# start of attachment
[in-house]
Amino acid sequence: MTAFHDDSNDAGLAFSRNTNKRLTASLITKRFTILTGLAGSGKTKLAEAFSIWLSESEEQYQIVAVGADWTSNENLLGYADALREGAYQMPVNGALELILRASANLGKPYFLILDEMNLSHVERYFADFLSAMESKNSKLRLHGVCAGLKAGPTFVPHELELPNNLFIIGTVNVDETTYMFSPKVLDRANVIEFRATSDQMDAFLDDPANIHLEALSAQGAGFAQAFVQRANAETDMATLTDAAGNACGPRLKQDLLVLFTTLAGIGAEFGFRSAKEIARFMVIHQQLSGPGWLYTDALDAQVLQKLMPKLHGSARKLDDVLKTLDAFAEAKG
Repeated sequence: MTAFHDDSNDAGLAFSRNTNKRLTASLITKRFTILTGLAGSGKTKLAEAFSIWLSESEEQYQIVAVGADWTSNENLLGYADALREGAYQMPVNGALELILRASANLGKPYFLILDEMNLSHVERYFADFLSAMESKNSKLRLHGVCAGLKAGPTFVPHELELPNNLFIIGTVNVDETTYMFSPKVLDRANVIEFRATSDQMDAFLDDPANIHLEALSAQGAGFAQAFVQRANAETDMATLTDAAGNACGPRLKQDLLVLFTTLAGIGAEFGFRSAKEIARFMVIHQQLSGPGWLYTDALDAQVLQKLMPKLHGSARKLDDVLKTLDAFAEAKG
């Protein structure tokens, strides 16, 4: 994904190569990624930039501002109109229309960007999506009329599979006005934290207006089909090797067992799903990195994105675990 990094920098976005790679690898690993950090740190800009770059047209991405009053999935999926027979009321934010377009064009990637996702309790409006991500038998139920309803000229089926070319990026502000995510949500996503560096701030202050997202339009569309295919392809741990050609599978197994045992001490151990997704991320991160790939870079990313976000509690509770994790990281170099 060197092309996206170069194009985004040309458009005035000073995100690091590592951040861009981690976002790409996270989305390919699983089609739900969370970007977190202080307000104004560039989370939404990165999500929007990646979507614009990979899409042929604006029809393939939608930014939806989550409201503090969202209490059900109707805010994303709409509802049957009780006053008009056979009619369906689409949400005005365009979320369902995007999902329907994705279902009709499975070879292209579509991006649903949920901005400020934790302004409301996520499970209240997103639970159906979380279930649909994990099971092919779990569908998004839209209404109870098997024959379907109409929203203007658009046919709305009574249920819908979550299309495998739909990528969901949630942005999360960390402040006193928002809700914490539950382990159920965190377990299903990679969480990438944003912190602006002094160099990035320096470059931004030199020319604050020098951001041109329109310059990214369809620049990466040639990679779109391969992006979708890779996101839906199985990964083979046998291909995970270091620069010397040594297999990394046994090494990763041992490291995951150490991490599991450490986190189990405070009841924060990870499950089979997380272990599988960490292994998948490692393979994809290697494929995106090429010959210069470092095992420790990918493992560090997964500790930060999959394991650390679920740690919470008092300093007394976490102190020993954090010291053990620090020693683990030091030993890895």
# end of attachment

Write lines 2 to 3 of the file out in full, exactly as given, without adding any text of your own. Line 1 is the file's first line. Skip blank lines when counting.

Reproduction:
Amino acid sequence: MTAFHDDSNDAGLAFSRNTNKRLTASLITKRFTILTGLAGSGKTKLAEAFSIWLSESEEQYQIVAVGADWTSNENLLGYADALREGAYQMPVNGALELILRASANLGKPYFLILDEMNLSHVERYFADFLSAMESKNSKLRLHGVCAGLKAGPTFVPHELELPNNLFIIGTVNVDETTYMFSPKVLDRANVIEFRATSDQMDAFLDDPANIHLEALSAQGAGFAQAFVQRANAETDMATLTDAAGNACGPRLKQDLLVLFTTLAGIGAEFGFRSAKEIARFMVIHQQLSGPGWLYTDALDAQVLQKLMPKLHGSARKLDDVLKTLDAFAEAKG
Repeated sequence: MTAFHDDSNDAGLAFSRNTNKRLTASLITKRFTILTGLAGSGKTKLAEAFSIWLSESEEQYQIVAVGADWTSNENLLGYADALREGAYQMPVNGALELILRASANLGKPYFLILDEMNLSHVERYFADFLSAMESKNSKLRLHGVCAGLKAGPTFVPHELELPNNLFIIGTVNVDETTYMFSPKVLDRANVIEFRATSDQMDAFLDDPANIHLEALSAQGAGFAQAFVQRANAETDMATLTDAAGNACGPRLKQDLLVLFTTLAGIGAEFGFRSAKEIARFMVIHQQLSGPGWLYTDALDAQVLQKLMPKLHGSARKLDDVLKTLDAFAEAKG